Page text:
After visiting the rock of Gibraltar (and enjoying communicating in English for the short while) we took a ferry across the straight separating Europe and Africa to land in Tangier, Morocco. After spending a night in Tangier we bused through the atlas mountains to the imperial city of Fes. Fes in many ways felt like it came straight out of Disney's Aladdin movie, with narrow alleyways, a maze of markets and unforgettable smells (especially the tannery). This afternoon we moved on by train to Marrakesh where we now are. We are staying in the Medina (old city) on a square which is supposedly the heart of the city. It seems quite lively and should be exciting to explore even more in the morning. (Pictures to follow)
It´s not hot.... For some reason I always thought Spain was a fairly warm spot. During the flight I dreamed that it was going to be -1C in Madrid... Which it was! I guess I must of heard the captain and somehow incorporated that fact into my dream. Madrid is a beautiful city that took us both by surprise. Clean streets, historic architecture and spacious parks. Overall a very enjoyable however tiring day of exploring. Holly and I are moving on to Gibraltar tonight then hopefully on to Morocco (Africa) tomorrow sometime.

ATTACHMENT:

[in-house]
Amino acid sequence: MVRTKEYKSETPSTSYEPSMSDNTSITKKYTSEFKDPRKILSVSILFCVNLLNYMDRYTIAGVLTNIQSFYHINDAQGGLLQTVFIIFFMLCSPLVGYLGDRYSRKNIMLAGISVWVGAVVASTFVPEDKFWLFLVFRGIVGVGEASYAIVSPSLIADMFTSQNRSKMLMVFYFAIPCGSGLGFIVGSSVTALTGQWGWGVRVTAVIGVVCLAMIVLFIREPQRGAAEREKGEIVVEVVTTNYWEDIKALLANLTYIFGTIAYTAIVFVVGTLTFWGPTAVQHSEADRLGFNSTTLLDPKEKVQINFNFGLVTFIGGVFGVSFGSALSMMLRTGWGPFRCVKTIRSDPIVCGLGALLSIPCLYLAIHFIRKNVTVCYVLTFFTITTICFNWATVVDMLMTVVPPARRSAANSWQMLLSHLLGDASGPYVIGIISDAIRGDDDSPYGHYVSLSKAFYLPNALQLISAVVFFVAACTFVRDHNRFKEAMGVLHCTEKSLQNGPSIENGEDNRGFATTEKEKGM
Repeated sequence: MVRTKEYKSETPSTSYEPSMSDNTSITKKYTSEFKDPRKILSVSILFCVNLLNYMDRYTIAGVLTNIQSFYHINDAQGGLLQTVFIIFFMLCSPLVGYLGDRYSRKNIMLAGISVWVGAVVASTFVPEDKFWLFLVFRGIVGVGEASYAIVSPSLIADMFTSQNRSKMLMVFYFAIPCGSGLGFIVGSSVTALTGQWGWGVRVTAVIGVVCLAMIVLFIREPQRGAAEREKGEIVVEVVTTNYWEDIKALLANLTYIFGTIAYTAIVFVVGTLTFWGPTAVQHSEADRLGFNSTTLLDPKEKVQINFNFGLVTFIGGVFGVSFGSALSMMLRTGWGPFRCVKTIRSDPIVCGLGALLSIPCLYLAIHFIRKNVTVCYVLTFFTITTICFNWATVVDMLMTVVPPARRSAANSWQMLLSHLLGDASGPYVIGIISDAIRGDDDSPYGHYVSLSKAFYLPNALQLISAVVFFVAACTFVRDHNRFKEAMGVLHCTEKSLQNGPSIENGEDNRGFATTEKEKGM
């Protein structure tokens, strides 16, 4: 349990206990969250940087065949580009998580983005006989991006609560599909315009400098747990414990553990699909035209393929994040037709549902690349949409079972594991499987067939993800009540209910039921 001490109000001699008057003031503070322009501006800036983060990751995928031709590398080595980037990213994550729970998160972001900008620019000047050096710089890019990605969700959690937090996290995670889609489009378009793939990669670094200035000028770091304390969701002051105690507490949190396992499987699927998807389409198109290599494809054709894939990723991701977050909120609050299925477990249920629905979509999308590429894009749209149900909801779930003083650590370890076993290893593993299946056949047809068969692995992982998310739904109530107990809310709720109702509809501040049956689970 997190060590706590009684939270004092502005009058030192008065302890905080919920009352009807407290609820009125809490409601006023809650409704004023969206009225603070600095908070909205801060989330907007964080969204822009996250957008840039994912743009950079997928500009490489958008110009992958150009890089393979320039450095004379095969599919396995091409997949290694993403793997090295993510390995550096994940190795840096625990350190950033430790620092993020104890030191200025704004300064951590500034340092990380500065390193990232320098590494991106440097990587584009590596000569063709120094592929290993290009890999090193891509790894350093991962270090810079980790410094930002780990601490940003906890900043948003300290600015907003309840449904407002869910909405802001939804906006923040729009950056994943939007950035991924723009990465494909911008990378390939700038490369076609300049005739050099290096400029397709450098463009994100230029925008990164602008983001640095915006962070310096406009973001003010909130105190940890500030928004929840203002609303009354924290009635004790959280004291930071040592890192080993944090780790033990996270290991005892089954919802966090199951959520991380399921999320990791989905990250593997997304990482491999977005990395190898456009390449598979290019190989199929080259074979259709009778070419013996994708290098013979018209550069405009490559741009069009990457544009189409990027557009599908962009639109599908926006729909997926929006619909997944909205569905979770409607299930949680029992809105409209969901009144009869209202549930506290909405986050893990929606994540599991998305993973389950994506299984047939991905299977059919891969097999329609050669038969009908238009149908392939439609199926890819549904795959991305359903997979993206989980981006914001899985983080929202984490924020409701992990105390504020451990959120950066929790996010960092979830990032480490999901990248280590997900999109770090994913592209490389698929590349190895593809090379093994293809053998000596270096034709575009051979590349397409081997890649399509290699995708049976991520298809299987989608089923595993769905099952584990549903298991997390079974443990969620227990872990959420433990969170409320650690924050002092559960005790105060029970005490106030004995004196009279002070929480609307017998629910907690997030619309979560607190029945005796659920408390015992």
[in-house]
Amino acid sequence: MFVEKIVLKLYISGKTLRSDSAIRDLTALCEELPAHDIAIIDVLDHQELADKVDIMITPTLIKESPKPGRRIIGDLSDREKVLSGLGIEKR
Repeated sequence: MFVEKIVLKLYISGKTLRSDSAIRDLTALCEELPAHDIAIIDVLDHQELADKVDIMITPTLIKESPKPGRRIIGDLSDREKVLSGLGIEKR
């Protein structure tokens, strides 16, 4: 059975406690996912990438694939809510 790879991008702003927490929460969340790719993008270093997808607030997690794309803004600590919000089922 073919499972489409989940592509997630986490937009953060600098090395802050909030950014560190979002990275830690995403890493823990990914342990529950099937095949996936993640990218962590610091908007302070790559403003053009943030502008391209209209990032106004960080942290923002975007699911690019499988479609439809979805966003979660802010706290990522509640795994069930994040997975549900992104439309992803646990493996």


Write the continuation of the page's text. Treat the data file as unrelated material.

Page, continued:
After three days of travel Holly and I have now moved through London and Paris. In the morning we head to Madrid then will continue on south. Africa is still a few days away but it is quickly getting closer...
In a few hours Holly and I will be heading off for Africa (well Europe then Africa). As with most extended periods of travel the typical excitement of the unknown is starting to set in... I for one am quite curious how things are going to work out over the upcoming months. We will try to post the odd comment along the way as things unfold... Jon